7. The validity of the Cess Act was challenged by sugar manufacturing companies by a petition under article 226 of the Constitution in the Allahabad High Court. The High Court, on final hearing, dismissed the write petition. Subsequently, on appeal the Supreme Court declared the Cess Act ultra virus on the ground that the Cess Act fell beyond the competence of the State Legislature. The judgment was given on December 13, 1960, and is reported as Diamond Sugar Mills Ltd. v. state of Uttar Pradesh : 3SCR242 . Thereafter on January 31, 1961, the President promulgated the U. P. Sugar Cess (Validation) Ordinance of 1961 (1 of 1961). The Ordinance validates the cess imposed assessed or collected by the Government of Uttar Pradesh during the period from January 26, 1950, to the date of the commencement of the Ordinance. The Ordinance was brought into force with effect from February 3, 1961, by notification in the Official Gazette. The Ordinance was replaced by the U. P. Sugarcane Cess (Validation) act, 1961 (for short called 'the Validation Act '). The Validation Act was upheld by the Supreme Court in Jaora Sugar Mills v. State of Madhya Pradesh, : 1SCR523 . The word 'cess' is defined in the Validation Act as meaning the cess payable under any State Act and includes any sums recoverable under such Act by way of interest of penalty. The state Act has further been defined and means, inter alia, the Cess Act. A compendious provisions such as contained in s. 3 of the Validation Act has been made. Their Lordships of the Supreme Court held that the plain meaning of s. 3 is that the material and relevant provisions of State Acts as well as the provisions of notifications, orders and rules issued or made there under are included in s. 3 and shall be deemed to have been included at all material times in it. In other words, what s. 3 provides is that by its orders and force, the respective cesses will be deemed to have been recovered, because the provisions in relation to the recovery of the said cess has been incorporated in the Validation Act itself. The command under which the cess would be deemed to have been recovered would, thereforee, be the command of Parliament, because all the relevant sections, notifications, order and rules have been adopted by the parliamentary statute itself.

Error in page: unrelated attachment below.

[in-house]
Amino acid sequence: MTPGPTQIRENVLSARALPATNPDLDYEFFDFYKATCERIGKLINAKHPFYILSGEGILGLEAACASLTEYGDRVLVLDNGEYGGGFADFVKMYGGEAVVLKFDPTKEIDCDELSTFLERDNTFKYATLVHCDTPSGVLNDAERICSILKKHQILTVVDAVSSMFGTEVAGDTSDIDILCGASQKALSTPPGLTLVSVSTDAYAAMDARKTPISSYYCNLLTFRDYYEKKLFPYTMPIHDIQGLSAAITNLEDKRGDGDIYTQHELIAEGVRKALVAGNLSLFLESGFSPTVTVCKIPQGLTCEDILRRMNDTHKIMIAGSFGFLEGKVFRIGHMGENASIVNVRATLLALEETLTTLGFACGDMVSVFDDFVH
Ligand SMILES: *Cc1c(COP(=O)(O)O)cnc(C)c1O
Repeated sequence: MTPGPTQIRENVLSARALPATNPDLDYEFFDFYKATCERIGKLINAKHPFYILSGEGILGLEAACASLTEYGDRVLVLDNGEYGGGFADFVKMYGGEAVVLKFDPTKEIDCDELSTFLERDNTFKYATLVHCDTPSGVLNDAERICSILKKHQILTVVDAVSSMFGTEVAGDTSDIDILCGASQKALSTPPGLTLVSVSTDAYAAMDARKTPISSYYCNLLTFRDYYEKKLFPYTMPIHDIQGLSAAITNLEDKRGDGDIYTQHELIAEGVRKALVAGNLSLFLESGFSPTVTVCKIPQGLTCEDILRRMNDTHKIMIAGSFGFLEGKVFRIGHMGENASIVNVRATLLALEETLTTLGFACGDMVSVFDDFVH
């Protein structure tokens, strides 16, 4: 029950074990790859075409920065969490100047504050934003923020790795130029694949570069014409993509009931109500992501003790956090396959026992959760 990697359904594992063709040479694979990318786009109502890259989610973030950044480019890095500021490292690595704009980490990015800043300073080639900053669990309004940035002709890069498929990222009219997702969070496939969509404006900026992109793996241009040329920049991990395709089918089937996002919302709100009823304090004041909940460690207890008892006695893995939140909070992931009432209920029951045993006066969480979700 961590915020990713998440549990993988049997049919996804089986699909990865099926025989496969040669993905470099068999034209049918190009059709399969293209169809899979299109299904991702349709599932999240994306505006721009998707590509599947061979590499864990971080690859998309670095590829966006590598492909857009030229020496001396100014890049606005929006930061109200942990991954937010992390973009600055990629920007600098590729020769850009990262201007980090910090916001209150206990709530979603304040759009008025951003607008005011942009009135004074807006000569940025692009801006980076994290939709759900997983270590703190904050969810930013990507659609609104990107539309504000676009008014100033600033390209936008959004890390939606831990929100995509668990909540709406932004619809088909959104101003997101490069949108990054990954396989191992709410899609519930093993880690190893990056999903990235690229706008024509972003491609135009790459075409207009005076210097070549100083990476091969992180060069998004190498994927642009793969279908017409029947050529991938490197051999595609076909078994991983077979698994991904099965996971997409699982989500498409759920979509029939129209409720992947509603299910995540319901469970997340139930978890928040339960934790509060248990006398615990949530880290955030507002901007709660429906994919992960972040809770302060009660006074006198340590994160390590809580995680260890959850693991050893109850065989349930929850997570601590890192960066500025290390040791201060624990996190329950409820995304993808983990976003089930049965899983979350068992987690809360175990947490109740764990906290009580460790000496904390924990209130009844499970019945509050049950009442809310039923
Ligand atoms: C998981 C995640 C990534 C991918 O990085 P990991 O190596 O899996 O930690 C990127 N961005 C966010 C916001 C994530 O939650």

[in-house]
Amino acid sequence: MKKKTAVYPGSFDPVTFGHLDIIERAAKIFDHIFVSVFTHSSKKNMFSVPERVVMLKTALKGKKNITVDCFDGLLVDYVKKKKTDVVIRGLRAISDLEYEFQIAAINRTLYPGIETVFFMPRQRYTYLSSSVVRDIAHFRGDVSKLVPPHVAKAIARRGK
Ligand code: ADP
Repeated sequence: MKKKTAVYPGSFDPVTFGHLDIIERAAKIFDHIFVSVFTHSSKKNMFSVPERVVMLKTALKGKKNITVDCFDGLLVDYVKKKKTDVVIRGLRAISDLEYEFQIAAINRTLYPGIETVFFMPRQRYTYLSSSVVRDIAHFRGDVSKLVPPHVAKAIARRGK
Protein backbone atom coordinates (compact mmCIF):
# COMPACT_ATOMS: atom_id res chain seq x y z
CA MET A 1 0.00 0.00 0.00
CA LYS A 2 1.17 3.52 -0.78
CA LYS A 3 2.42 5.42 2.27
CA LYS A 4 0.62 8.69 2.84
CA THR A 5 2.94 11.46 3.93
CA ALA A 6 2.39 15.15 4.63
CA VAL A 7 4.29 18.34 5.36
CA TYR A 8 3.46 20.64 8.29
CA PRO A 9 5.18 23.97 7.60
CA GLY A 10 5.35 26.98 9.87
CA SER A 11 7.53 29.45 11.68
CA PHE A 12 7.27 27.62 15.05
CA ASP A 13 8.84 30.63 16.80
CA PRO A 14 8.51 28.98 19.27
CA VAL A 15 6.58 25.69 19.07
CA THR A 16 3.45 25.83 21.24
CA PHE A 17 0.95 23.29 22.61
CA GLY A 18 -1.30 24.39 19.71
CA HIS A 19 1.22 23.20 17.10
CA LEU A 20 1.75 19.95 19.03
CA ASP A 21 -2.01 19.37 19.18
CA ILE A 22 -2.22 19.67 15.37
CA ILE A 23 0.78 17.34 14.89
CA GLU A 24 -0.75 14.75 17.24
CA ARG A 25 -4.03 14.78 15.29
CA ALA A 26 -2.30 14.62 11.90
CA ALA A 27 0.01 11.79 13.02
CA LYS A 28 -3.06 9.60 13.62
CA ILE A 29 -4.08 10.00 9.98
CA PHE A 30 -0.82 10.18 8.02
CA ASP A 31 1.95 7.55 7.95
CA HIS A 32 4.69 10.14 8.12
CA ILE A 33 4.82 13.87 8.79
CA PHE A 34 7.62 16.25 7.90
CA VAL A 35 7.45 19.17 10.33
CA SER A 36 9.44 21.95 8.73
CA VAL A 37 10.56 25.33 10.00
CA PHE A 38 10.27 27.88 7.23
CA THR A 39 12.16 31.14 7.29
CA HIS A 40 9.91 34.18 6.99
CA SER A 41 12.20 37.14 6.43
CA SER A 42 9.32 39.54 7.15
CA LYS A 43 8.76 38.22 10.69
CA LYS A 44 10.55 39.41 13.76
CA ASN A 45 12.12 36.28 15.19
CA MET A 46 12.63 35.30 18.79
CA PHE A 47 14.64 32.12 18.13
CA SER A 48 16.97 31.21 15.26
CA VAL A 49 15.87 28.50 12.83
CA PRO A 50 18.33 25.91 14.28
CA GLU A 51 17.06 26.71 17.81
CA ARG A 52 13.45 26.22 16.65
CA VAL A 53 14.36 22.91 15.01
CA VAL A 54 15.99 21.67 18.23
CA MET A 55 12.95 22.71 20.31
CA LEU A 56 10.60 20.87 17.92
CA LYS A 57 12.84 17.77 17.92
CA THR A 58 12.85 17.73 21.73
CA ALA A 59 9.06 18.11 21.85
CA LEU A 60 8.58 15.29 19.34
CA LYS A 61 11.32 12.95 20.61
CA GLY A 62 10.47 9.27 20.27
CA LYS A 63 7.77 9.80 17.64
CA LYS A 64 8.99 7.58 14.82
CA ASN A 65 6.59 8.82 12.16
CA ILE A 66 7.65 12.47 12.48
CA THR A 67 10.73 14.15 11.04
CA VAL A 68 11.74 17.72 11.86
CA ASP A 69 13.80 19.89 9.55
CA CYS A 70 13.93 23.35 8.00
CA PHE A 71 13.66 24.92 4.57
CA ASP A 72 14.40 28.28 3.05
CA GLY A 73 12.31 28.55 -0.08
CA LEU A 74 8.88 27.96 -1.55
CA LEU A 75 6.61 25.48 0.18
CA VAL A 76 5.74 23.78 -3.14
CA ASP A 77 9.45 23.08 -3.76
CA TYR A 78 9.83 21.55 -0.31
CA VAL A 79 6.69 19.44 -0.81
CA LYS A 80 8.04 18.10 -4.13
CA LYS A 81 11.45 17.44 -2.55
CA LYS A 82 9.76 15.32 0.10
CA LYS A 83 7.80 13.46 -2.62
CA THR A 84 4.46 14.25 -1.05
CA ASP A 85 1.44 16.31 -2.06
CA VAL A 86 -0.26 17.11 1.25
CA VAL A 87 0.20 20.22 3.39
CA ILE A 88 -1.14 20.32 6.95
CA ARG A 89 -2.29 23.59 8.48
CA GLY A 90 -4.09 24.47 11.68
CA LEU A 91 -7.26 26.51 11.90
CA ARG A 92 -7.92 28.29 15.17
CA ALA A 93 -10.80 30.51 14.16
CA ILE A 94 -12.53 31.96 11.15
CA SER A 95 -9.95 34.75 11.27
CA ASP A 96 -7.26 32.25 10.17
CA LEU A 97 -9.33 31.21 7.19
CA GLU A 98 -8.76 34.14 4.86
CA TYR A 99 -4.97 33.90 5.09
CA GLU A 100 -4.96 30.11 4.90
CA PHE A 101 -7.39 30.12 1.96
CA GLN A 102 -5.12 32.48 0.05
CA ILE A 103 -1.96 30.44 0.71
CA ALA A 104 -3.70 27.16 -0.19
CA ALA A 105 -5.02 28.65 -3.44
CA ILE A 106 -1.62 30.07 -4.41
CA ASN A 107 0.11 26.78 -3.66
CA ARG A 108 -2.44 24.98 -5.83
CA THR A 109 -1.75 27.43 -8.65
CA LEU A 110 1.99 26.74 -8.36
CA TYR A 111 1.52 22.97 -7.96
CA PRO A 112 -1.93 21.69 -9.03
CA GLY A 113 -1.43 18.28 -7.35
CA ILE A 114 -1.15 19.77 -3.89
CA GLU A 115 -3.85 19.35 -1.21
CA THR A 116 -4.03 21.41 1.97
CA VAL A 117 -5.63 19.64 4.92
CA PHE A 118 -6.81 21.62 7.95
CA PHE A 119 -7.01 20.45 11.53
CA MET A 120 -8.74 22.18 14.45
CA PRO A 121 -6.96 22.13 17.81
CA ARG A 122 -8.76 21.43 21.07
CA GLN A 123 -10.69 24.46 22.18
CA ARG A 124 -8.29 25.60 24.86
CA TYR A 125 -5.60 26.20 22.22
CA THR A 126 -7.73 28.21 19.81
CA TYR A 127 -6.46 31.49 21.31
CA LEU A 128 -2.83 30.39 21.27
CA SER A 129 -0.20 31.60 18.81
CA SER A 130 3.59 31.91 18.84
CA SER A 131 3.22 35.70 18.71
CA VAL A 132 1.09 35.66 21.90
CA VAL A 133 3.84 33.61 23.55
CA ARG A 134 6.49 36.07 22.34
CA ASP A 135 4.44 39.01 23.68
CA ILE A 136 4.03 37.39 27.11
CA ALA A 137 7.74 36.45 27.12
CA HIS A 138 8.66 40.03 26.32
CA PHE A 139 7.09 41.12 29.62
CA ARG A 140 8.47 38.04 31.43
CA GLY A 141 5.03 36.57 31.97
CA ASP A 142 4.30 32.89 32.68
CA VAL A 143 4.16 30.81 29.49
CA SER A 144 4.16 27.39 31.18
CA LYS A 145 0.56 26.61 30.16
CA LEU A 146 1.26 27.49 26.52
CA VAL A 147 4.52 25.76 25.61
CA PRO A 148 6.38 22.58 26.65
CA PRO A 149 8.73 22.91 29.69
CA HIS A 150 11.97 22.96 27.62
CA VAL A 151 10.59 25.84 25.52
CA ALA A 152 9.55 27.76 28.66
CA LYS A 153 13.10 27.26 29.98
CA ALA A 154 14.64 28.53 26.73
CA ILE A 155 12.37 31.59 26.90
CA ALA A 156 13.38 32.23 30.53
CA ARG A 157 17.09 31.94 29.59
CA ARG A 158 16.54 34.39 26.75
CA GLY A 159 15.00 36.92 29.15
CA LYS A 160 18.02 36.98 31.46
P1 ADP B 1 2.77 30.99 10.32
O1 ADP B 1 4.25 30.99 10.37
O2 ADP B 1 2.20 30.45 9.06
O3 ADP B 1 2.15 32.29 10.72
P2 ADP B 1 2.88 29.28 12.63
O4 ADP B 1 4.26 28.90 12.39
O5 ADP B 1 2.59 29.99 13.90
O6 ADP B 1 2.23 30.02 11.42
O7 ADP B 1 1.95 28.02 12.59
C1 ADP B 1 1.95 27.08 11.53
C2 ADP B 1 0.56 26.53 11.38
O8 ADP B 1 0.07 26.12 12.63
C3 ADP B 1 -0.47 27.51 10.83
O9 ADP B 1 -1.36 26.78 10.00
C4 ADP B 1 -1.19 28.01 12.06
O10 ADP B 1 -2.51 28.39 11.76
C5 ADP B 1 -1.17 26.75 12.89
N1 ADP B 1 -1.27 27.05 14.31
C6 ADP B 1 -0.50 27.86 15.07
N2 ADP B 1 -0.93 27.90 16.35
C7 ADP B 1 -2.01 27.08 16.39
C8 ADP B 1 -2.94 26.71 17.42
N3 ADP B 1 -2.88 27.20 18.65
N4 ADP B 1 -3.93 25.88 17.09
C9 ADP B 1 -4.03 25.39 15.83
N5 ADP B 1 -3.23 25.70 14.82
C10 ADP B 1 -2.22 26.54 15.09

8. As already noticed, the Supreme Court had the occasion to consider the question of interest payable on an arrear of cess under s. 3(3) of the Cess Act in Mahalakshmi sugar Mills Co.'s case : 123ITR429(SC) . Their Lordships expressed that the interest payable on an arrear of cess under s.3(3)is in reality part and parcel of the liability to pay cess and it is an accretion to the cess. The enlargement of the cess liability is automatic under s. 3(3) of the Cess Act no specific order is necessary in order that obligation to pay interest should accrue. It was then held (pp. 433 and 434) :